Three (parties). As the Republican Party gears up for the next campaign, the titanic struggle between President Trump’s supporters and more traditional party activists has touched off not entirely crazy talk that one group or the other may launch a third political party. Other countries clearly manage with more than two parties, but it could signal chaos for America’s immediate economic governance. 

Five (seconds). If it takes that long to think about shaking hands with a stranger in the street by December, it means the COVID legacy will be with us for a while and the recovery will be slower than we thought.

10 (percent growth). One of the bright spots in the global data has been the recovery in trade, often best measured through the exports from powerhouse South Korea. Eulogies for globalization look premature, as its annual exports rose 11% in January after a gut-wrenching 25% decline last April and continue to race higher in market estimates. Mathematically, the number should continue to rise off last year’s weakness. But start rethinking the case for a global boom when you see any number below 10.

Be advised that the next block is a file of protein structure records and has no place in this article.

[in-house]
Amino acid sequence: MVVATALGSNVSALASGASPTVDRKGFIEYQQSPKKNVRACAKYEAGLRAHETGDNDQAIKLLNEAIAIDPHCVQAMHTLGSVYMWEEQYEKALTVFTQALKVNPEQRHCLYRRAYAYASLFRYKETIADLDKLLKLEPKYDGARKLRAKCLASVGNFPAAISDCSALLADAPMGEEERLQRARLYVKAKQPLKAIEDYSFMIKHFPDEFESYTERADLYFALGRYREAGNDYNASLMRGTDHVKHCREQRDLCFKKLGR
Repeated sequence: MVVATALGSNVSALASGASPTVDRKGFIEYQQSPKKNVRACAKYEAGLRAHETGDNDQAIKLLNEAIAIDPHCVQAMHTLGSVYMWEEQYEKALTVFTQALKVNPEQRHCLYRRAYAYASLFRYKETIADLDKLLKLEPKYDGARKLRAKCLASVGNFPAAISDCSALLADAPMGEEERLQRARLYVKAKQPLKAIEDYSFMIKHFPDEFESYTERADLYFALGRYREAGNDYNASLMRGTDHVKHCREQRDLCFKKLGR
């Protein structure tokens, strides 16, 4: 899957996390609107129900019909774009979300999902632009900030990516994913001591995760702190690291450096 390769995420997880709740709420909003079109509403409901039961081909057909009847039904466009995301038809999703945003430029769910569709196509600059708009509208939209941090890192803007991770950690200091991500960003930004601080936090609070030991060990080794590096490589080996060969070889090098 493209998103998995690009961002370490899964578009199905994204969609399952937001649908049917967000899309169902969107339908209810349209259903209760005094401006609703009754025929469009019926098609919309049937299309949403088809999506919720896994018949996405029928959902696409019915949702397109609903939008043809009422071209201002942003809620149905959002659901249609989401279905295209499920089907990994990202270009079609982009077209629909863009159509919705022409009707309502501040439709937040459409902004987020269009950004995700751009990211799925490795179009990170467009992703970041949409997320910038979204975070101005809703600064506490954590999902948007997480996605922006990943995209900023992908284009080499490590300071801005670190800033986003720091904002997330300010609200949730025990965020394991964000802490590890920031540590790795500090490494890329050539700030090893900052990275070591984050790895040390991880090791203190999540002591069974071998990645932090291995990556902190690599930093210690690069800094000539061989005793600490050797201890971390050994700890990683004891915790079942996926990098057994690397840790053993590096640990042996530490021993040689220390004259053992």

25 (percent tariffs). The sum total of Donald Trump’s trade measures as president brought the average tariffs on Chinese imports from 3.1% to 19.3%, and President Joe Biden looks in no rush to remove any of these. He may try once he has consulted with allies about a more coordinated China policy, but a major risk to recovery lies in the darkening mood in Washington around developments in Hong Kong, Taiwan and Xinjiang. Average tariffs could even rise before they start to fall.

30 (thousand dollars). There is no intrinsic way to value Bitcoin, but its sharp rise early this year looks like a sign of market ebullience more than anything else. It will be a bumpy ride for its owners under any scenario, but a drop below its early January levels might be a warning sign that other frothy asset markets are in trouble. Watch for the dollar to appreciate—and for those 1% treasury yields, too.